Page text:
DRIFTWOOD, TEXAS | Deep in the heart of rusted Texas Hill Country, where jackalopes would wander if they were real and western diamondbacks slither because they are, lies a fledgling golf community of the grandest ambition.
Its location is only a 30-minute drive southwest of Austin, the capital city growing faster than a line to get into Franklin Barbecue. But Driftwood itself is an unincorporated speck on the map. Fewer than 200 people lived there as of the last census, and it has bordered on literal ghost-town status multiple times throughout its rather undistinguished history. In recent years, city yuppies visit Driftwood for food, drink, rustic retreats and getting married in a barn decorated with twinkle lights.
The story of golf flourishing in an unlikely place such as this isn’t news. Bandon Dunes, Streamsong, Sand Valley and countless others have proven successful with remote, previously undeveloped locations. The difference in this scenario is that Driftwood Golf and Ranch Club, a Discovery Land Company property, is attempting not to create a destination resort but rather to reimagine the once-staid private golf community model. They want to be Jackson Pollock in a world of French Impressionism. And it would be no shock if we one day recognize their seemingly radical ideas as a key cog in the future of membership golf. Sure, parts of what they are doing have been implemented elsewhere, but we’ve never seen so many elements come together at the same time.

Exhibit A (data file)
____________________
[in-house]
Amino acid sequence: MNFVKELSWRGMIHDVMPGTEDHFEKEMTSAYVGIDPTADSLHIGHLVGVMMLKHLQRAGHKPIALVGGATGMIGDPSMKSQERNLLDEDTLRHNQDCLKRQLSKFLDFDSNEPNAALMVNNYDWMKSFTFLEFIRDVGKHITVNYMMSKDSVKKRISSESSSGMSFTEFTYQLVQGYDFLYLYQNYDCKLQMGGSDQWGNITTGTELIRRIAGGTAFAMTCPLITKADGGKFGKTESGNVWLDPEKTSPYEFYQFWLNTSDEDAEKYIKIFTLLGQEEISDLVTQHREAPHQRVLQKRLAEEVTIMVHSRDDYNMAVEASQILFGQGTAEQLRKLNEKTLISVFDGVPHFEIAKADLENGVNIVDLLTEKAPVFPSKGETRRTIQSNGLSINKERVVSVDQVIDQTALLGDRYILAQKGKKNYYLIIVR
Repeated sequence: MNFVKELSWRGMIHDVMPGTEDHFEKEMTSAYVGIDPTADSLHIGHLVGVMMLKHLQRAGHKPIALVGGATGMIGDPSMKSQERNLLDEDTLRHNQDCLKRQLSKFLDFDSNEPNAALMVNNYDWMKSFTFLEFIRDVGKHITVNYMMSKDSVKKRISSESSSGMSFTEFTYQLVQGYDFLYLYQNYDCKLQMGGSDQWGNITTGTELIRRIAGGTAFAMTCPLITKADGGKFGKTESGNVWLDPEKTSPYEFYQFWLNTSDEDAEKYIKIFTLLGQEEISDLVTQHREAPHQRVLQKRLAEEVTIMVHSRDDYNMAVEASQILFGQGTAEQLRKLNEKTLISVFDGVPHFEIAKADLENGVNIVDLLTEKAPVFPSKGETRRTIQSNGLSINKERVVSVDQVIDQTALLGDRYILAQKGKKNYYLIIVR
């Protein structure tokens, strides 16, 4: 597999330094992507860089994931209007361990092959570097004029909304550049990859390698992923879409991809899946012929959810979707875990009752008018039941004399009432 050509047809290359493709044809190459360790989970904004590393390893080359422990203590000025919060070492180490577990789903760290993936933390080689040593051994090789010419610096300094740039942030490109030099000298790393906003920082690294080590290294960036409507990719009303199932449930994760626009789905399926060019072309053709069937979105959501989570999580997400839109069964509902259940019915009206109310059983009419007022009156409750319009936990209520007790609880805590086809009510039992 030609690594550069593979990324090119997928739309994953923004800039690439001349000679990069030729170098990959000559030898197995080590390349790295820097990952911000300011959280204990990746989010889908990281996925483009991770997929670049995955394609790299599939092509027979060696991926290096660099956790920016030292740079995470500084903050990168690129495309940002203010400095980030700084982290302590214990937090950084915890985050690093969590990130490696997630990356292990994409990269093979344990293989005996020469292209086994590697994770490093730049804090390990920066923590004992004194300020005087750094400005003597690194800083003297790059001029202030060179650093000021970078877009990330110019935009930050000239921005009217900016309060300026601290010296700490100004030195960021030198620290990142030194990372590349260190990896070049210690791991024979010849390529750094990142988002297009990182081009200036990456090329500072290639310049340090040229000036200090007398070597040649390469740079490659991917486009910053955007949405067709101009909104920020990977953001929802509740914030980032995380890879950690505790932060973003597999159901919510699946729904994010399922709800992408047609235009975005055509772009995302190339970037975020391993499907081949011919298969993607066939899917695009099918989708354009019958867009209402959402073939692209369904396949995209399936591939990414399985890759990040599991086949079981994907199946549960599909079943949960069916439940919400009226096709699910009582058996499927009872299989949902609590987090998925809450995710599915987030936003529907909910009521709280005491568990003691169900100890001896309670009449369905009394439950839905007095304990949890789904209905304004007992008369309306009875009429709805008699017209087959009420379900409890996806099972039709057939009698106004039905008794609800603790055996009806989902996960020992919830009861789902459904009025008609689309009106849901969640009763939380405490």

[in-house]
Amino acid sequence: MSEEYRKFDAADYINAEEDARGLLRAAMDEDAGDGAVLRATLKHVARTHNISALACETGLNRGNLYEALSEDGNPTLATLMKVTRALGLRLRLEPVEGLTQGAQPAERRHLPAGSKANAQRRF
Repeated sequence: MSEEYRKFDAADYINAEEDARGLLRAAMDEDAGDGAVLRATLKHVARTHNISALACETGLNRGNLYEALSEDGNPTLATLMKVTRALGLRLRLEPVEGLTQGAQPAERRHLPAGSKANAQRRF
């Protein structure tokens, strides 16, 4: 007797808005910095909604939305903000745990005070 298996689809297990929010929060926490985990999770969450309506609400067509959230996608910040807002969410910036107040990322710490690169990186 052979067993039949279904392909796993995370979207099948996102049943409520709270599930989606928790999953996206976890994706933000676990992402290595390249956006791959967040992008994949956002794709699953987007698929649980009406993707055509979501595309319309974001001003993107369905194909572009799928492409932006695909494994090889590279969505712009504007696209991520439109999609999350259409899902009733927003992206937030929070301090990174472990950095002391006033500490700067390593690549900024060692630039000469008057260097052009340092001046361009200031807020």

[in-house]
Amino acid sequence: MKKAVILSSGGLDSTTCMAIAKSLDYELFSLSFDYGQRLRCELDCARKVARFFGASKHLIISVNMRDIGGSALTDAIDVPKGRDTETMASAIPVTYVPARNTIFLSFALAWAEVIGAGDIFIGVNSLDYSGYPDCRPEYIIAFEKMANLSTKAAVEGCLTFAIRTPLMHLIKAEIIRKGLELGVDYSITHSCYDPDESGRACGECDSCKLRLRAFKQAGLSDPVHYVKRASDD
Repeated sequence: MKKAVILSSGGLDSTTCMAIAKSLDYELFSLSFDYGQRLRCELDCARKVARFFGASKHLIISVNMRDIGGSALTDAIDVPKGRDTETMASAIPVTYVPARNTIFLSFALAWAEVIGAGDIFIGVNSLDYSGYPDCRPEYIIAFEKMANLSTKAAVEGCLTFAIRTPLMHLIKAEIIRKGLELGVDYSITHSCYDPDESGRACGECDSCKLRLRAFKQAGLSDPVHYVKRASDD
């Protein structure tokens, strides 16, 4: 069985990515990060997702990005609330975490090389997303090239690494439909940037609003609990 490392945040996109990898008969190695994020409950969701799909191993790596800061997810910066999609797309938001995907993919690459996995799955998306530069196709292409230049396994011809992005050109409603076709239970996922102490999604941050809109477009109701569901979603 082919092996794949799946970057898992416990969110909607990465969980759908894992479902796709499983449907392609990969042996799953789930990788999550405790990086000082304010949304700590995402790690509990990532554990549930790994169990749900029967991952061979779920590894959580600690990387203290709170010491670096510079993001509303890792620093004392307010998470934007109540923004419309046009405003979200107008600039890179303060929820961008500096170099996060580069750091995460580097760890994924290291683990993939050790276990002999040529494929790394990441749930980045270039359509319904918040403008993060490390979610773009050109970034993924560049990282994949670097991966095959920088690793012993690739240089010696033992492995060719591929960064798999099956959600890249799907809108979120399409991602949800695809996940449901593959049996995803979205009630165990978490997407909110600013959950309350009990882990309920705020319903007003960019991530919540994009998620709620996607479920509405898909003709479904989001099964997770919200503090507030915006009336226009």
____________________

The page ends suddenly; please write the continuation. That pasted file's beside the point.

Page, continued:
So, what exactly is this place?
It is, ostensibly, an 18-hole Tom Fazio-designed course that will be fully open to its members later this spring. The front nine is a scruffy safari framed by rugged century oaks, and the back nine is a visually stimulating oasis of waterfalls, creeks and natural limestone croppings. Fields of vibrant bluebonnets and native wildflowers line the fairways. The expansive greens are a microcosm of the surrounding rolling hills, each of them settling in like a gently rumpled blanket. It’s both quintessential Texas golf and classic Fazio as wide corridors allow for the game to be played in the ever-present winds. Balls that miss the fairway mostly find playable but awkward native areas where it’s advisable to watch your footsteps in case unwanted spectators appear.
Texas golf has long been called out for its monotony and lack of memorable holes, a criticism Driftwood clearly hoped to address without falling too far on the contrived side of the scale. The second shot into the par-5 second is an inviting beauty, as the green is tucked neatly against massive oaks. There are two enticing, drivable par-4s, Nos. 8 and 14. Back-to-back par-5s, Nos. 9 and 10, show off the diversity of slope at the property – the downhill approach into No. 9 feels as if the ball can stay in the air forever, only to reverse for the uphill climb on No. 10. The back nine is reminiscent of Payne’s Valley at Big Cedar Lodge, or a Texas version of Caves Valley. It’s big, beautiful and difficult. Firm and fast conditions on the sand-capped fairways (see Austin Country Club) would elevate the course to another level, but the agronomy piece is too early to judge.